• The Washington Post


Dame Elisabeth Murdoch, the matriarch of the English-speaking world’s most pervasive media empire who instilled toughness in her son, Rupert, by tossing him as a child into the deep end of a cruise ship’s pool to teach him how to swim, died Dec. 5 at her estate outside Melbourne, Australia.

She was 103 and had been in failing health since a fall in September in which she broke her leg. Her death was confirmed by the Murdoch family.

Although she became one of Australia’s leading philanthropists and spent many years working with charities on behalf of botanical gardens, tapestries and deaf children, Murdoch was best known for her sharp views on her son and his business and personal decisions.

As Rupert Murdoch built his holdings to include newspapers, movie and TV studios, broadcast and satellite channels, and digital media on four continents, his mother gave a series of interviews over four decades in which she questioned his acquisitions, criticized his divorce of his second wife, sarcastically called him “that wretched boy of mine” and observed that “making money is not greatness.”

“I took the slipper to Rupert twice because he was very rude to his governess,” Murdoch said on Australian television in 2002.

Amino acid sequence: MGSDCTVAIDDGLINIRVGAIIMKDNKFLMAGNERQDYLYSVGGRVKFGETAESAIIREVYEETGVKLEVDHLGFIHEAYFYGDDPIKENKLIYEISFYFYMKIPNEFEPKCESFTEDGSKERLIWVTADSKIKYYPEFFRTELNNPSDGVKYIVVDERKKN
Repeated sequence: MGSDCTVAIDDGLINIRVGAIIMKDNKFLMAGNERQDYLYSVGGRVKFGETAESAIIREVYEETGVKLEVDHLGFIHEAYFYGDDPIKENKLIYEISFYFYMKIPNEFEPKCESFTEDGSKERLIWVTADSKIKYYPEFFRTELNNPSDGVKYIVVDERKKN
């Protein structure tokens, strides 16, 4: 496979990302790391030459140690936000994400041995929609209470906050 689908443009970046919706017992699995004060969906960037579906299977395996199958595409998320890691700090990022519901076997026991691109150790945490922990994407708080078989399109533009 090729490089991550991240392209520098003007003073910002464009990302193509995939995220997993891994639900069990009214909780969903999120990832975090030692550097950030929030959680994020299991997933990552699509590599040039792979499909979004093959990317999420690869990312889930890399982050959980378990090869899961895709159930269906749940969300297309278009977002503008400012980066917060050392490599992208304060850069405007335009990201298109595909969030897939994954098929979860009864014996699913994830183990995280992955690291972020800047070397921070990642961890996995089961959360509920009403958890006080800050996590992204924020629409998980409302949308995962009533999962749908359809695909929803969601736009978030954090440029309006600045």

Murdoch, who received her title in 1963, had 77 descendants, including Rupert and three other children: Anne Kantor, Janet Calvert-Jones and Helen Handbury, her eldest daughter who died of cancer in 2004. She also had 50 great-grandchildren and six great-great-grandchildren.

Elisabeth Joy Greene was born Feb. 8, 1909, in Melbourne to a socially elite but financially shaky family. Her father, Rupert, was a wool valuer at a New Zealand loan company, horseman and charming rogue with a habit of gambling away the family fortune. Her mother, the former Marie Grace de Lancey Forth, was a socialite.

Brought up by governesses and in boarding schools, she was 18 and dressed for her debutante celebration when her photo was published in Table Talk, a magazine owned by Keith Murdoch, an Australian editor and publisher who was then 42. He was smitten as soon as he saw the photo and arranged to meet Greene at a ball, beginning a courtship that led to their marriage in 1928.

Elizabeth Murdoch was proper and connected. She escorted Queen Elizabeth II on her visit to Australia, and famously never forgave a portrait artist who in the late 1920s greeted her with a friendly slap on the back.

Although some historians portrayed Keith Murdoch as a remote father, Rupert Murdoch told biographer William Shawcross that “Dad was the indulgent one. . . . My mother was the severe one.” Elisabeth Murdoch confirmed that account, suggesting her children “thought I was an old monster in those days. But I think they all really appreciate it now.”

In a time of both misinformation and too much information, quality journalism is more crucial than ever.
By subscribing, you can help us get the story right.